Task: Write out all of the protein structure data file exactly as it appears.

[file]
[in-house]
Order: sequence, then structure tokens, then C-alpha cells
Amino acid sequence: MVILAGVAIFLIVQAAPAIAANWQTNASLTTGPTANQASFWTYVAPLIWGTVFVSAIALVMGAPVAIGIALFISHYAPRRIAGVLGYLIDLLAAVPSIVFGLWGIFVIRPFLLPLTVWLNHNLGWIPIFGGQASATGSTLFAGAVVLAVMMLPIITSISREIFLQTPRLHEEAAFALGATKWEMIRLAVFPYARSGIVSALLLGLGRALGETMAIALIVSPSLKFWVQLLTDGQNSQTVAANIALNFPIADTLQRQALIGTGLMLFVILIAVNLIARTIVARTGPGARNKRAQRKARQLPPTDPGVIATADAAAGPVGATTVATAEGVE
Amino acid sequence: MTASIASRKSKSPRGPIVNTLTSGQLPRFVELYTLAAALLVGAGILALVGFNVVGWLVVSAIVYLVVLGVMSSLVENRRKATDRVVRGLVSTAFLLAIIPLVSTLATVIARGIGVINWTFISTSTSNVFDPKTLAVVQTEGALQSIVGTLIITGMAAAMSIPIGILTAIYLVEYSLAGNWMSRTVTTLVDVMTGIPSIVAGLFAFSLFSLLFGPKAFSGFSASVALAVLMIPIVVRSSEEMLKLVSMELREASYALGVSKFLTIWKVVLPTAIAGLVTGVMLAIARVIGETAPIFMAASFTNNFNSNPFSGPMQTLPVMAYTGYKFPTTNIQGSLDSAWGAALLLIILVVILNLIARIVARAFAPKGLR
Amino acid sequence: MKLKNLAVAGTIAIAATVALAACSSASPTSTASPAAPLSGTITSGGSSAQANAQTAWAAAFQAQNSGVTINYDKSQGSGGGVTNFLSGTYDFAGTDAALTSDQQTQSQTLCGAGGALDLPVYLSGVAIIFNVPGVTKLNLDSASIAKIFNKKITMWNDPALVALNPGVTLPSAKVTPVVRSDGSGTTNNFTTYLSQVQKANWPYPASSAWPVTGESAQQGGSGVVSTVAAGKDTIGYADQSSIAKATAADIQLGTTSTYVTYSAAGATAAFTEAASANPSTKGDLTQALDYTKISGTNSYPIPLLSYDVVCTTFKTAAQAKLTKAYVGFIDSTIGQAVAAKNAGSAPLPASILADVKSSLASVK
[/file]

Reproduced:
[in-house]
Order: sequence, then structure tokens, then C-alpha cells
Amino acid sequence: MVILAGVAIFLIVQAAPAIAANWQTNASLTTGPTANQASFWTYVAPLIWGTVFVSAIALVMGAPVAIGIALFISHYAPRRIAGVLGYLIDLLAAVPSIVFGLWGIFVIRPFLLPLTVWLNHNLGWIPIFGGQASATGSTLFAGAVVLAVMMLPIITSISREIFLQTPRLHEEAAFALGATKWEMIRLAVFPYARSGIVSALLLGLGRALGETMAIALIVSPSLKFWVQLLTDGQNSQTVAANIALNFPIADTLQRQALIGTGLMLFVILIAVNLIARTIVARTGPGARNKRAQRKARQLPPTDPGVIATADAAAGPVGATTVATAEGVE
Amino acid sequence: MTASIASRKSKSPRGPIVNTLTSGQLPRFVELYTLAAALLVGAGILALVGFNVVGWLVVSAIVYLVVLGVMSSLVENRRKATDRVVRGLVSTAFLLAIIPLVSTLATVIARGIGVINWTFISTSTSNVFDPKTLAVVQTEGALQSIVGTLIITGMAAAMSIPIGILTAIYLVEYSLAGNWMSRTVTTLVDVMTGIPSIVAGLFAFSLFSLLFGPKAFSGFSASVALAVLMIPIVVRSSEEMLKLVSMELREASYALGVSKFLTIWKVVLPTAIAGLVTGVMLAIARVIGETAPIFMAASFTNNFNSNPFSGPMQTLPVMAYTGYKFPTTNIQGSLDSAWGAALLLIILVVILNLIARIVARAFAPKGLR
Amino acid sequence: MKLKNLAVAGTIAIAATVALAACSSASPTSTASPAAPLSGTITSGGSSAQANAQTAWAAAFQAQNSGVTINYDKSQGSGGGVTNFLSGTYDFAGTDAALTSDQQTQSQTLCGAGGALDLPVYLSGVAIIFNVPGVTKLNLDSASIAKIFNKKITMWNDPALVALNPGVTLPSAKVTPVVRSDGSGTTNNFTTYLSQVQKANWPYPASSAWPVTGESAQQGGSGVVSTVAAGKDTIGYADQSSIAKATAADIQLGTTSTYVTYSAAGATAAFTEAASANPSTKGDLTQALDYTKISGTNSYPIPLLSYDVVCTTFKTAAQAKLTKAYVGFIDSTIGQAVAAKNAGSAPLPASILADVKSSLASVK